Album Review: Diana Vickers – Songs From The Tainted Cherry Tree

The near 2 years that Diana Vickers disappeared from the media public created a doubt, whether she would be actually venturing in the pop music world. Well, a lot of things happened really.  Eoghan flopped and was dropped from his label (*chuckles*), JLS soared with two number 1 singles and Burkey’s career was on a so-so since ‘Bad Boys’ topped the singles charts and her album went #1. The big question was, how in the world the Blackburn teenager will present herself in the entertainment world? Her debut single, ‘Once’ became a proof of a warm welcome as it soared to #1 in the UK singles charts just this Sunday. Now the question is, will her debut offering, ‘Songs From The Tainted Cherry Tree’ pay off and sell like hotcakes? That’s a question we’ll have to figure out soon.

D.Vix as I like to call her, obviously had something up in her sleeves as her debut LP sports massive production and song-writing collaborations. From Ellie Goulding to Guy Sigsworth – it’s an album full of surprises as we hear the Blackburn singer’s initial offering which led almost 2 years in the making. And if you’re wondering if the album is great, Yes. It’s verging on greatness.

The LP opened with the current single ‘Once’ which is a rock-driven pop song that celebrates Vickers’ appeal to be something relevant yet still unique. She obviously can take down that lane where Girls Aloud or the Sugababes went but she decides to give ‘Once’ that feeling yet still sound like her. Surprisingly, as we all have thought – her album might go into the alternative, mellow-pop lane she’d showered us during her X Factor days but during the course of the LP, Vickers’ delivered slick, massively pop sounding tracks that captures her relevance as a teenager yet being an artist of her own.

Vickers’ tries to be as relevant as she possibly can with tunes like ‘Remake Me & You’, ‘The Boy Who Murdered Love’, ‘My Hip’ and ‘Hit’ which are all posing influences from sounds of the 80’s and 90’s. The upbeat numbers never failed to imply what Vickers wanted to be perceived. These tracks are absolutely in line as potential singles and can in a jiffy give her a ‘national treasure’ status as the Brits call it.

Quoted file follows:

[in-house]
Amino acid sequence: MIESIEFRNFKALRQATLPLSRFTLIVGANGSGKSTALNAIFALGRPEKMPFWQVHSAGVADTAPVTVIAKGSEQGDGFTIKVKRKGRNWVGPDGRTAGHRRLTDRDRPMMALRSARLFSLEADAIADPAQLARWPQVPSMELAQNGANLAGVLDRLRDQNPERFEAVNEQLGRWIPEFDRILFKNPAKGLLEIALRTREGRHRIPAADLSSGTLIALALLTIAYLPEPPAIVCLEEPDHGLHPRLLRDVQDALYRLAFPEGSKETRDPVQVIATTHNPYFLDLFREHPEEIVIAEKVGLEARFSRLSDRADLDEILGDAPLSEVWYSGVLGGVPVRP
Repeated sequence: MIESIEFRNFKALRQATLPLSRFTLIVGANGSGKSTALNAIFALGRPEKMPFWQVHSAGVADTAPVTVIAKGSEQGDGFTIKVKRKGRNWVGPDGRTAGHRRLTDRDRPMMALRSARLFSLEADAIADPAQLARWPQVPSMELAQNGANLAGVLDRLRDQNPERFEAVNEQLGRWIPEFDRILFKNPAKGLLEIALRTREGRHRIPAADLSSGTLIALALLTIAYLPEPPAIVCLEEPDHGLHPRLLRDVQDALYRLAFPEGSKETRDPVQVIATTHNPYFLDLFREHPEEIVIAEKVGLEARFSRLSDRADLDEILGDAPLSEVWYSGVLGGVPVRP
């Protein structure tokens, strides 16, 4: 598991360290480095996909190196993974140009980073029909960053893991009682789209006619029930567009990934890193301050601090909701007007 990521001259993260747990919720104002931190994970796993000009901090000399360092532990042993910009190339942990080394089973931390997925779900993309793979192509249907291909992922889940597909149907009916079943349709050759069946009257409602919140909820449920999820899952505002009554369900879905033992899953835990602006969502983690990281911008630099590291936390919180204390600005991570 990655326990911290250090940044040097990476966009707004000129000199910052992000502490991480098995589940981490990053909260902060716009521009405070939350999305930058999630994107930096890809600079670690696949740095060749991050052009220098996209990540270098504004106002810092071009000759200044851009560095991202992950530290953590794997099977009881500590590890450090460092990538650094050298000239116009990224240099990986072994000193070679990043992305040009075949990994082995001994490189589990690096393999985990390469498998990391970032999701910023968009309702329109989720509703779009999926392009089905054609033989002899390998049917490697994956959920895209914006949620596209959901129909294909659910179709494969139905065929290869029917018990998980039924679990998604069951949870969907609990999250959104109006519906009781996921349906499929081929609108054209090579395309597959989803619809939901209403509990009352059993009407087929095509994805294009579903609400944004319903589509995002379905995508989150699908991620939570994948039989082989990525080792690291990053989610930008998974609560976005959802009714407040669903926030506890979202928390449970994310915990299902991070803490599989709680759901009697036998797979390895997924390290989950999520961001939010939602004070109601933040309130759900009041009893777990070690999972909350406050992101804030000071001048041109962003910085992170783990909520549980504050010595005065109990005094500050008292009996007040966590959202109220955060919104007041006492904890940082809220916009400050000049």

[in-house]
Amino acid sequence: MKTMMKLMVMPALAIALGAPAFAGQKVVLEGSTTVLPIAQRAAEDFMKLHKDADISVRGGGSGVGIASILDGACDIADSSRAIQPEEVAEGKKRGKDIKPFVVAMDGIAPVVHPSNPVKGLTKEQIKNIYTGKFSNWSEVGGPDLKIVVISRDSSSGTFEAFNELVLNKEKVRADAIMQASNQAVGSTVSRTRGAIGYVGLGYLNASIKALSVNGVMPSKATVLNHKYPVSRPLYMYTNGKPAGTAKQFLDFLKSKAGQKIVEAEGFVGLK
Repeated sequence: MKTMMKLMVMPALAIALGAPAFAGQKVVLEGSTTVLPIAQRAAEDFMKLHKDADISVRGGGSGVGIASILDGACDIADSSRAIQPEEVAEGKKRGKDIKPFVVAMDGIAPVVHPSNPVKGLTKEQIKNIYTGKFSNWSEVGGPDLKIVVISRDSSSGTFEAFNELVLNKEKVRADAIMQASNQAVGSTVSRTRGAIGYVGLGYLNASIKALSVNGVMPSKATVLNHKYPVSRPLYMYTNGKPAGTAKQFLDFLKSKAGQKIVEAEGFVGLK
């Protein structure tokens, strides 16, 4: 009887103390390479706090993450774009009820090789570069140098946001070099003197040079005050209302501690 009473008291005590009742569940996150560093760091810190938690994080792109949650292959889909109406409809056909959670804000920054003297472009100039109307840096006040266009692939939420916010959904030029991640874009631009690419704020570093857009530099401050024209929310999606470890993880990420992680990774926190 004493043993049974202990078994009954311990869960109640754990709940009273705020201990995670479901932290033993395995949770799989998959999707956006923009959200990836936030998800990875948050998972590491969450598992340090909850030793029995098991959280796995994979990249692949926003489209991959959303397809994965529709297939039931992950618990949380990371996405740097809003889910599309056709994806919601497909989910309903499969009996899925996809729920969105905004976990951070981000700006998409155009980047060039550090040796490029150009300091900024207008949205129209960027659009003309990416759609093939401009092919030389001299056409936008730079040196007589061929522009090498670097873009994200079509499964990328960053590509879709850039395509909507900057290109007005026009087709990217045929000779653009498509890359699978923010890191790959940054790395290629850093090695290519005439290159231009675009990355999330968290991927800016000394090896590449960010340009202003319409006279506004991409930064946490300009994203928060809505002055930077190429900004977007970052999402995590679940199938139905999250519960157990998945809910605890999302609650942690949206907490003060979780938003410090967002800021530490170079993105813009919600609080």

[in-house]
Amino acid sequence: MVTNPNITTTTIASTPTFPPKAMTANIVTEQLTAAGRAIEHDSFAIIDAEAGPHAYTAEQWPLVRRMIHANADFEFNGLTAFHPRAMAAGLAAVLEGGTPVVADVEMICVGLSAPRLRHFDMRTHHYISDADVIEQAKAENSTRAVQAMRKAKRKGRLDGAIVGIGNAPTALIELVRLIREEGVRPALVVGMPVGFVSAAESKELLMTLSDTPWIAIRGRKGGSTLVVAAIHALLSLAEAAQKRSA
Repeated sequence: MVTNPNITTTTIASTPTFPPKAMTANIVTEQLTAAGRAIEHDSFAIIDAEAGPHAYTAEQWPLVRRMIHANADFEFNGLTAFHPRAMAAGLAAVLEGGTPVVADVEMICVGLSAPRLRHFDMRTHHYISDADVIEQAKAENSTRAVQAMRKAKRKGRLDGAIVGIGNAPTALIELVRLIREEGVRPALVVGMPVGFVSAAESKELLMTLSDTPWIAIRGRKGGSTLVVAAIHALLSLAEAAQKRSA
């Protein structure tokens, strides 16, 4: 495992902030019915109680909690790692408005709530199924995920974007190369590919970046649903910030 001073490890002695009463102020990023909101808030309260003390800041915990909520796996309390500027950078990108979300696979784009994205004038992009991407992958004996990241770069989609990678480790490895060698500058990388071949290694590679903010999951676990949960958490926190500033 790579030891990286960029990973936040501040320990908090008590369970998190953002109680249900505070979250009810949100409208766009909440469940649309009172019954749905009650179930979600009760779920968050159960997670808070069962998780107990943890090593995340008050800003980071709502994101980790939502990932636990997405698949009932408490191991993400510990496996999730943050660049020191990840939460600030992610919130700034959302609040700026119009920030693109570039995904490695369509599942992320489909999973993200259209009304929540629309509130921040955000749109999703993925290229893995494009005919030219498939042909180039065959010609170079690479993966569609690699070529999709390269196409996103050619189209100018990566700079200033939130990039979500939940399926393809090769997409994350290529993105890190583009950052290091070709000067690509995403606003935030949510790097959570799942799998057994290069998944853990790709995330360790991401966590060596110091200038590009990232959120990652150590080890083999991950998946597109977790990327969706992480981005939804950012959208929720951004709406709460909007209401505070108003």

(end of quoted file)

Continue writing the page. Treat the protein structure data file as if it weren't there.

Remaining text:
With Vickers pulling off the pop/rock genre, there’s no doubt this lass can bring home the bacon with the melodramatic pop she can offer. ‘Four Leaf Clover’, the tear-jerker track that was outshined by the acoustic version she performed in her single’s EP, ‘N.U.M.B’ which carries a strong emotion through its piano-driven undercurrents as a wistful track about being empty and ‘Notice’ which puts her quirkiness aside and depicts Vickers as a girl who wants to be loved by a man.

Although throughout the course of the debut Vickers went from a strong start to a stronger middle but of course nothing’s quite perfect as she saved the weakest tracks for last. The album ended in a not so much interesting note with ‘Chasing You’ which is a bit off-key from the other tracks of the LP. In the end, Diana obviously had placed much of her effort in her first album – it’s sort of an introductory piece she wanted us to taste as she possesses a ginormous amount of sheer potential as an artist which only a few pop singers of her age has.

RELEASED: May 3, 2010 (UK), April 30, 2010 (Ireland)
DOWNLOAD THIS: ‘Once’, ‘The Boy Who Murdered Love’, ‘Four Leaf Clover’, ‘N.U.M.B’



Filed under Album Reviews, Reviews

2 responses to “Album Review: Diana Vickers – Songs From The Tainted Cherry Tree

  1. I love Diana, I hope she gets the success she deserves
    Its almost a pity that shes tainted with the x factor label, She will have to work harder to be taken as seriously as her peers-Little Boots, Ellie Goulding etc

  2. Nice review mate! Actually, I agree that the latter part of the album was a disappointment. Much of like Kelly Clarkson’s “All I Ever Wanted”, the album spawned its best songs upfront and left all the fillers last. I think it would’ve better closed with her rendition of “Sunlight”. Well anyways, it’s a solid effort from Diana, a ready-to-be-classic pop extravaganza.

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